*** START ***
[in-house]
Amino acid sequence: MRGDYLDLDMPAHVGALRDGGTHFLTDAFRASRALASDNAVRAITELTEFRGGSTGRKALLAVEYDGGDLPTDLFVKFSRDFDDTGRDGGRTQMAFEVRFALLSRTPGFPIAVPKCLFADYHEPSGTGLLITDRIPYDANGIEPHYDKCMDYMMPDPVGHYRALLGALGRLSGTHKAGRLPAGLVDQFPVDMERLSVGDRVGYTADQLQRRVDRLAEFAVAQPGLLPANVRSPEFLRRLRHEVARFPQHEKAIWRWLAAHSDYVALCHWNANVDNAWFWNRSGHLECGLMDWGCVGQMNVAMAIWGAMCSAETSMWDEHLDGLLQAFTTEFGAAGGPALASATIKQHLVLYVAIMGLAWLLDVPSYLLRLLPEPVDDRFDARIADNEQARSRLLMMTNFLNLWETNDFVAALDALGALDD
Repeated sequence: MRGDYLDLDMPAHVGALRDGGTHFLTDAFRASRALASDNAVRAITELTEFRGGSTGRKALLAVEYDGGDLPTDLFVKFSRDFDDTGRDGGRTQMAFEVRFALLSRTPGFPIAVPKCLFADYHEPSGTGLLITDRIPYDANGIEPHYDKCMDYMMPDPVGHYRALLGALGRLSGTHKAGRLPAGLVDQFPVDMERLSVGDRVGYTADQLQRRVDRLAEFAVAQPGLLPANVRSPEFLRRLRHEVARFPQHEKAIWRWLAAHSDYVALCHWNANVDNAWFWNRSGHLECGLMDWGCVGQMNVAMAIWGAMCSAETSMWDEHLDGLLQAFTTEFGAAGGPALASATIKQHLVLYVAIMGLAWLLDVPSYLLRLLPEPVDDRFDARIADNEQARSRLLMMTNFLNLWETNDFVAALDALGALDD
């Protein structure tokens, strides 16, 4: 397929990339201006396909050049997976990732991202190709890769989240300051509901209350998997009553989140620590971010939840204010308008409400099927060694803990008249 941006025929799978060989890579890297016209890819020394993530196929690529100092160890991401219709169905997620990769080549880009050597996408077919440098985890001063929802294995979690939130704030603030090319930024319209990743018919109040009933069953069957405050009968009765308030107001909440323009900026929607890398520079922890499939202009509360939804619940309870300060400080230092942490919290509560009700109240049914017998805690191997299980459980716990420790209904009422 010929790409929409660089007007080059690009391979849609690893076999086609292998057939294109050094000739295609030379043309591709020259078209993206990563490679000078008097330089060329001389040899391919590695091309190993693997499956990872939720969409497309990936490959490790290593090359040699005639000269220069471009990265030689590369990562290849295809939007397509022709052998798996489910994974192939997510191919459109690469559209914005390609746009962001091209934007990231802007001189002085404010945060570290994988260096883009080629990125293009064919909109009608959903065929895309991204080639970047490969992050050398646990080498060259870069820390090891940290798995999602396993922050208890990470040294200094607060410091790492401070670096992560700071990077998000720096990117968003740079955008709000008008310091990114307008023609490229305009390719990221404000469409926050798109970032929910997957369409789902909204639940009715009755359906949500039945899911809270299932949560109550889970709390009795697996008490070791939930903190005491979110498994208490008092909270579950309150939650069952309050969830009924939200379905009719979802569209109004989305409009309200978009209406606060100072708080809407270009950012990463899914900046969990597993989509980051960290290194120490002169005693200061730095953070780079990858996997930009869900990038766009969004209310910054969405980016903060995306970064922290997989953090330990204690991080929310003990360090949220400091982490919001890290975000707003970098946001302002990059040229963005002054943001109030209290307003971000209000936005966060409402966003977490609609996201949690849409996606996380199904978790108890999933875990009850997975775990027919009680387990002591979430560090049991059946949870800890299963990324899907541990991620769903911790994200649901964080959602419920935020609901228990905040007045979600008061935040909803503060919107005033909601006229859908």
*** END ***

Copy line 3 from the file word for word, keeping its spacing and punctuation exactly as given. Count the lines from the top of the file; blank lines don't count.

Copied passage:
Repeated sequence: MRGDYLDLDMPAHVGALRDGGTHFLTDAFRASRALASDNAVRAITELTEFRGGSTGRKALLAVEYDGGDLPTDLFVKFSRDFDDTGRDGGRTQMAFEVRFALLSRTPGFPIAVPKCLFADYHEPSGTGLLITDRIPYDANGIEPHYDKCMDYMMPDPVGHYRALLGALGRLSGTHKAGRLPAGLVDQFPVDMERLSVGDRVGYTADQLQRRVDRLAEFAVAQPGLLPANVRSPEFLRRLRHEVARFPQHEKAIWRWLAAHSDYVALCHWNANVDNAWFWNRSGHLECGLMDWGCVGQMNVAMAIWGAMCSAETSMWDEHLDGLLQAFTTEFGAAGGPALASATIKQHLVLYVAIMGLAWLLDVPSYLLRLLPEPVDDRFDARIADNEQARSRLLMMTNFLNLWETNDFVAALDALGALDD